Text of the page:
Brain Pathway Inhibits Motivation to Quit Smoking
Quitting smoking is one of the best things you can do for your health, but as any smoker knows, this can be easier said than done. Scientists learned last year that nicotine binds to a certain receptor in the brain that contributes to nicotine addiction. More recently, researchers from The Scripps Research Institute in Florida have learned of another brain pathway that increases vulnerability to tobacco addiction.
Faulty Brain Receptor Increases Vulnerability to Nicotine
Lead study author and associate professor Paul Kenny examined the effects of a specific receptor in the brain known as nicotinic acetylcholine receptor subunit a5(a5* nAChRs), located in a discrete pathway called the habenulo-interpeduncular tract.
The team used genetically altered mice who were lacking a5* nAChRs in their study. When given access to high doses of nicotine, the “knockout” mice consumed much larger quantities than normal mice.
The team then used a virus that “rescued” the expression of a5* nAChRs in the medial habenula, which plays a role in the control of emotional and social behaviors, and other areas of the brain into which it projects. The nicotine consumption patterns of the knockout mice returned to a normal range, suggesting that a drug targeting this mechanism could be developed as an anti-smoking therapy.
“It was unexpected that the habenula, and brain structures into which it projects, play such a profound role in controlling the desire to consume nicotine,” said Christie Fowler, first author of the study and research associate in the Kenny laboratory. “The habenula appears to be activated by nicotine when consumption of the drug has reached an adverse level. But if the pathway isn’t functioning properly, you simply take more."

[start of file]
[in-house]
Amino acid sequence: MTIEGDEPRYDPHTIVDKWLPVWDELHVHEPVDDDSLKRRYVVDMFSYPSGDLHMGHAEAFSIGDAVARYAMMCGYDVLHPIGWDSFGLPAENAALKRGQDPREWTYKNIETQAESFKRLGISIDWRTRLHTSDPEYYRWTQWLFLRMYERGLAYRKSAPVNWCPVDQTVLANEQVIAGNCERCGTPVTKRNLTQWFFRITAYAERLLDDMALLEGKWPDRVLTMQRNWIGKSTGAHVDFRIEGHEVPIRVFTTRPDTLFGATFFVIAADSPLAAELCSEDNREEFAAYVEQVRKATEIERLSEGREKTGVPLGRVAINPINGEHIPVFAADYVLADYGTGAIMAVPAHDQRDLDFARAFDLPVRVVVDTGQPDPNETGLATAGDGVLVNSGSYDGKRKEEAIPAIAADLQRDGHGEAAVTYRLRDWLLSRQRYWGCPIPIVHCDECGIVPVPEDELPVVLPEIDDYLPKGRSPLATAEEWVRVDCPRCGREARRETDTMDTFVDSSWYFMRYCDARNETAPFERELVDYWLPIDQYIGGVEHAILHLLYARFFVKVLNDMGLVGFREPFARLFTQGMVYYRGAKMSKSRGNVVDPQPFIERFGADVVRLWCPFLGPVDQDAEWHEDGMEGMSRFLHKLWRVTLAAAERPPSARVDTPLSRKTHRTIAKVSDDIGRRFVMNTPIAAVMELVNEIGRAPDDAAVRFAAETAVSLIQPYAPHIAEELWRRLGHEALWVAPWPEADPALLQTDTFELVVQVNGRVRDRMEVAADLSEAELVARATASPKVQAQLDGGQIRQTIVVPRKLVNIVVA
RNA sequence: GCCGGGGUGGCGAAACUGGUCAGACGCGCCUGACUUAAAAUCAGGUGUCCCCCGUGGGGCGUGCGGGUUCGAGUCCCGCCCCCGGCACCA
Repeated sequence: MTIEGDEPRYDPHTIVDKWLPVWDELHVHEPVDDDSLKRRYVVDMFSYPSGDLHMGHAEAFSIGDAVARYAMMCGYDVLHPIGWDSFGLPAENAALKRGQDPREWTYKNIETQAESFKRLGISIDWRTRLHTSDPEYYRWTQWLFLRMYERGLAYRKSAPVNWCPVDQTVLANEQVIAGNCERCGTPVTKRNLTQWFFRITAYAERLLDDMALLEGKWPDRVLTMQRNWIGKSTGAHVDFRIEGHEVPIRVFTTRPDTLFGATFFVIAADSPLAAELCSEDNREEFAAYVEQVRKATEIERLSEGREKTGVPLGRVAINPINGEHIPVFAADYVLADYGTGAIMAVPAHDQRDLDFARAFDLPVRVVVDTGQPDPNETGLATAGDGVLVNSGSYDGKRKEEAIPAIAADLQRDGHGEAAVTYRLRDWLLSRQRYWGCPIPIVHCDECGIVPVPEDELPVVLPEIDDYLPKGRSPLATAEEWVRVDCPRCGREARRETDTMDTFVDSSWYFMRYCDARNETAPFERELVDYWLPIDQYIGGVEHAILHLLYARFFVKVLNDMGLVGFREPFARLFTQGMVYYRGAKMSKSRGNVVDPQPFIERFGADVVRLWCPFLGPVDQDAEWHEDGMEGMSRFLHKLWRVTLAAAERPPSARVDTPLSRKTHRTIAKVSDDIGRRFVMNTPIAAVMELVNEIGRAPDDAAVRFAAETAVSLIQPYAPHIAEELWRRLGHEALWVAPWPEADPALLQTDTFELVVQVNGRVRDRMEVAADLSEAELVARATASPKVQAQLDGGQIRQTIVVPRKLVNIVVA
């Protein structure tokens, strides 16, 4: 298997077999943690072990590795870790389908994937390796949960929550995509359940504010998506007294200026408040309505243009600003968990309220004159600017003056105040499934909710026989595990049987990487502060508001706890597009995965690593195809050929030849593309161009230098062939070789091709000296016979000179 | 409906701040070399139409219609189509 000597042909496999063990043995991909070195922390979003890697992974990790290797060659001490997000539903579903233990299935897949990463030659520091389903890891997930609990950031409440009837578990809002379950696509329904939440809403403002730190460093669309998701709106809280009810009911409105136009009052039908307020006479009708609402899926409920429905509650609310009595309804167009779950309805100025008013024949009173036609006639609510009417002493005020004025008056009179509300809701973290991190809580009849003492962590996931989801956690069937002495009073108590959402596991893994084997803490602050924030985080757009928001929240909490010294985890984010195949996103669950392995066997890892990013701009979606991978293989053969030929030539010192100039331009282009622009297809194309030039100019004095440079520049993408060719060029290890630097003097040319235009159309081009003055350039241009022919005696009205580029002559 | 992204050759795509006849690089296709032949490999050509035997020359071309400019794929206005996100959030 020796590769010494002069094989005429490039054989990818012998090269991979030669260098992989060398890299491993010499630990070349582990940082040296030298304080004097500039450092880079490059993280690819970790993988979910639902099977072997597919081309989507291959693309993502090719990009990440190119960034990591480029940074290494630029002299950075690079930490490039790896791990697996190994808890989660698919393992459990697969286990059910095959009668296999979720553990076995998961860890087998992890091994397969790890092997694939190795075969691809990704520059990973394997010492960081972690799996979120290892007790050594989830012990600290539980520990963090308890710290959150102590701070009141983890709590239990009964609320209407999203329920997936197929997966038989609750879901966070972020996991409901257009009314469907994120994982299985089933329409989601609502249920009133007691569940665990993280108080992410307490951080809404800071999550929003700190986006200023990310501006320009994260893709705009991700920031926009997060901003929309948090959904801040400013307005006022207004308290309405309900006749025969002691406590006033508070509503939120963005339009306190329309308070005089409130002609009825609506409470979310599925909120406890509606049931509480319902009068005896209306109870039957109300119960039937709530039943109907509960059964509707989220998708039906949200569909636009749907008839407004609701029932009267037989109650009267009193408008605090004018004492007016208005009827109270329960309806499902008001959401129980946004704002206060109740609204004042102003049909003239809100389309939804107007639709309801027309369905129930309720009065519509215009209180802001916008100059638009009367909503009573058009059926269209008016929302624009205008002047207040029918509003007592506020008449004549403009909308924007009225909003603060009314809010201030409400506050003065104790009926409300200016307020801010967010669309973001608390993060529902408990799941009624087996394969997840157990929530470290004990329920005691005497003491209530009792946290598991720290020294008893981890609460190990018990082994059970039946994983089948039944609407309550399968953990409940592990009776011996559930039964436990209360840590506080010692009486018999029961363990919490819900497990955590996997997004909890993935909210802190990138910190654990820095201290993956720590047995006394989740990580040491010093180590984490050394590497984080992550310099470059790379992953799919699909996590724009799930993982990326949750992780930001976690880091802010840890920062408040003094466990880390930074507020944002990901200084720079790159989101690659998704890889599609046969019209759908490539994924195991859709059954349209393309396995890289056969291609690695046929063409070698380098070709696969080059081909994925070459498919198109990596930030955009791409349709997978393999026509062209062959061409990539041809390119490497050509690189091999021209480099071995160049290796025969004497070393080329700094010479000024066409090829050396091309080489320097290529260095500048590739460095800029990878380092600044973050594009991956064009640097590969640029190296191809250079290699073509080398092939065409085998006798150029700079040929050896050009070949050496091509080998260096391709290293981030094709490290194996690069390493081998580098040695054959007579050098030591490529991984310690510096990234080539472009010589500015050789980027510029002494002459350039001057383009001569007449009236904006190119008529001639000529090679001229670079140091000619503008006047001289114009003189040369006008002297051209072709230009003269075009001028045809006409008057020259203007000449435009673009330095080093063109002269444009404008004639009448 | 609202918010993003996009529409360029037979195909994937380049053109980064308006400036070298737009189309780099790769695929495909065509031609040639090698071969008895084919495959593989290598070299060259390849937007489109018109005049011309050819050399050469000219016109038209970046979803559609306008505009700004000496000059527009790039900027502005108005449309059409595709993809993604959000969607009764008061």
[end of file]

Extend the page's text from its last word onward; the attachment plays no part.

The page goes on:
"Our data may explain recent human data showing that individuals with genetic variation in the α5 nicotinic receptor subunit are far more vulnerable to the addictive properties of nicotine, and far more likely to develop smoking-associated diseases such as lung cancer and chronic obstructive pulmonary disease,” she concludes.
Tobacco smoking is one of the leading causes of death worldwide, with more than five million people dying each year as a result, according to statistics cited in the study. Scientists have established that a tendency towards smoking can be inherited – more than 60 percent of the risk of becoming addicted to nicotine can be attributed to genetic factors.
“We believe that these new data establish a new framework for understanding the motivational drives in nicotine consumption and also the brain pathways that regulate vulnerability to tobacco addiction,” said Kenny.
“Habenular α5* Nicotinic Receptor Signaling Regulates Nicotine Intake,” published online January 30, 2011 in an advance issue of the journal Nature.